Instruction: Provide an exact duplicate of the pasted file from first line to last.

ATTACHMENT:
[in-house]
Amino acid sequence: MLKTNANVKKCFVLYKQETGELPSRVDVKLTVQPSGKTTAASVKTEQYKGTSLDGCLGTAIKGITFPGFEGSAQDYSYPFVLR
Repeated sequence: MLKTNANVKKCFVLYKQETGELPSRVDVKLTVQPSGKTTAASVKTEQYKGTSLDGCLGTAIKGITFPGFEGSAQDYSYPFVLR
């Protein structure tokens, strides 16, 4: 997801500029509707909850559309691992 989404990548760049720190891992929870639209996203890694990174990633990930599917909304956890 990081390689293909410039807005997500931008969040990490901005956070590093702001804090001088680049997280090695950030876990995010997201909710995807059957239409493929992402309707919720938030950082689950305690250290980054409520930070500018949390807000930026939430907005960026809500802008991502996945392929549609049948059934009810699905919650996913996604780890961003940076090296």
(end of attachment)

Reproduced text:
[in-house]
Amino acid sequence: MLKTNANVKKCFVLYKQETGELPSRVDVKLTVQPSGKTTAASVKTEQYKGTSLDGCLGTAIKGITFPGFEGSAQDYSYPFVLR
Repeated sequence: MLKTNANVKKCFVLYKQETGELPSRVDVKLTVQPSGKTTAASVKTEQYKGTSLDGCLGTAIKGITFPGFEGSAQDYSYPFVLR
């Protein structure tokens, strides 16, 4: 997801500029509707909850559309691992 989404990548760049720190891992929870639209996203890694990174990633990930599917909304956890 990081390689293909410039807005997500931008969040990490901005956070590093702001804090001088680049997280090695950030876990995010997201909710995807059957239409493929992402309707919720938030950082689950305690250290980054409520930070500018949390807000930026939430907005960026809500802008991502996945392929549609049948059934009810699905919650996913996604780890961003940076090296």